Cultural fit is a concept that has had more ups and downs than a rollercoaster. One minute it’s falling out of favor. The next, it’s the secret to hiring success. According to the Harvard Business Review, cultural fit is “the likelihood that someone will reflect and/or be able to adapt to the core beliefs, attitudes, and behaviors that make up your organization.” Part of the problem with cultural fit is that it is a concept that is a struggle to define in practical terms, but yet everyone knows when it is missing. Simon Hitzig, Accord Financial President and CEO, explains the lack of cultural fit this way: “When we bring someone on board who doesn’t fit the culture, they can become the weak link in the chain. Not only is it distracting, but the wrong hire can make other team members question our direction and resolve.”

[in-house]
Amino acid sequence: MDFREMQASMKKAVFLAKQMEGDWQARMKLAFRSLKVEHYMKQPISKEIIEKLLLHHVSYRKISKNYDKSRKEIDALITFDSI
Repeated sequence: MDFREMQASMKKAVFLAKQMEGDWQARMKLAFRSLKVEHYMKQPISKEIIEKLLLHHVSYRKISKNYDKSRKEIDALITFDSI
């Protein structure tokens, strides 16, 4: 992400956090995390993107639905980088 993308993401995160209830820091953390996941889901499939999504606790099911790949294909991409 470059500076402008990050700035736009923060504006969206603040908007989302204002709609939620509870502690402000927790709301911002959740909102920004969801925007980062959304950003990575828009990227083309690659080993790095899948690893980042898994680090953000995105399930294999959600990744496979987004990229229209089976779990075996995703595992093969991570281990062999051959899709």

Of course, being able to fit the culture means that the organization needs to first have a well-defined culture. A snowboarding firm might prefer all employees to have a high level of enthusiasm for the sport. A voluntary organization might seek people who have a great deal of patience and tolerance. At Accord, a passion for change is what makes the company thrive. “Our goal is to be a leading expert in our field, and at the same time, embrace change and successfully adapt over time,” stated Simon. During the past forty years, the company has had several business acquisitions, management succession, and a rather dramatic change turning from a narrowly focused finance company into a broad-based lender to many different types of clients. With this never-ending pattern of change, hiring the right person is crucial to the company’s continued success. Recently, we asked Simon why cultural fit matters and how to hire with this in mind.